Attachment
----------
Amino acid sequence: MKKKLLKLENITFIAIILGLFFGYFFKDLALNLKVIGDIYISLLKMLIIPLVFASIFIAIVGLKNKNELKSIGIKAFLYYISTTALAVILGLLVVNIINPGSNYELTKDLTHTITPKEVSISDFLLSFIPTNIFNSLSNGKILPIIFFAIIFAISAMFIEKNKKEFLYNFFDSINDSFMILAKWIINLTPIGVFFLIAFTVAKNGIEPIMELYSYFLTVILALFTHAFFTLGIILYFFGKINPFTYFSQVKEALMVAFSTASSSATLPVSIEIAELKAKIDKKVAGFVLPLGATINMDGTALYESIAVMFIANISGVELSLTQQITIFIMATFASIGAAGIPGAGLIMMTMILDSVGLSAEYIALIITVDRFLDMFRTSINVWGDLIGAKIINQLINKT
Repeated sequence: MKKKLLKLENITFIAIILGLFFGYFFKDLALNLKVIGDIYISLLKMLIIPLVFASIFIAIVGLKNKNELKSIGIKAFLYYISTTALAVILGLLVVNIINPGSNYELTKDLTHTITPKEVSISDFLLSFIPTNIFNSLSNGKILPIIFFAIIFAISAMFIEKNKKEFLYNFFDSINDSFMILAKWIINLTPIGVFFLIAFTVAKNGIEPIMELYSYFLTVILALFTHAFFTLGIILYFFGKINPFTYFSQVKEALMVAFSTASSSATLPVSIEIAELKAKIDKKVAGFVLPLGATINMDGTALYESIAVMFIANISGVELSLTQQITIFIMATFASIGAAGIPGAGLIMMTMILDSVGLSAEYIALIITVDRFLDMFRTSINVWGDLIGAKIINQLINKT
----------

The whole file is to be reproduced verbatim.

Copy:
Amino acid sequence: MKKKLLKLENITFIAIILGLFFGYFFKDLALNLKVIGDIYISLLKMLIIPLVFASIFIAIVGLKNKNELKSIGIKAFLYYISTTALAVILGLLVVNIINPGSNYELTKDLTHTITPKEVSISDFLLSFIPTNIFNSLSNGKILPIIFFAIIFAISAMFIEKNKKEFLYNFFDSINDSFMILAKWIINLTPIGVFFLIAFTVAKNGIEPIMELYSYFLTVILALFTHAFFTLGIILYFFGKINPFTYFSQVKEALMVAFSTASSSATLPVSIEIAELKAKIDKKVAGFVLPLGATINMDGTALYESIAVMFIANISGVELSLTQQITIFIMATFASIGAAGIPGAGLIMMTMILDSVGLSAEYIALIITVDRFLDMFRTSINVWGDLIGAKIINQLINKT
Repeated sequence: MKKKLLKLENITFIAIILGLFFGYFFKDLALNLKVIGDIYISLLKMLIIPLVFASIFIAIVGLKNKNELKSIGIKAFLYYISTTALAVILGLLVVNIINPGSNYELTKDLTHTITPKEVSISDFLLSFIPTNIFNSLSNGKILPIIFFAIIFAISAMFIEKNKKEFLYNFFDSINDSFMILAKWIINLTPIGVFFLIAFTVAKNGIEPIMELYSYFLTVILALFTHAFFTLGIILYFFGKINPFTYFSQVKEALMVAFSTASSSATLPVSIEIAELKAKIDKKVAGFVLPLGATINMDGTALYESIAVMFIANISGVELSLTQQITIFIMATFASIGAAGIPGAGLIMMTMILDSVGLSAEYIALIITVDRFLDMFRTSINVWGDLIGAKIINQLINKT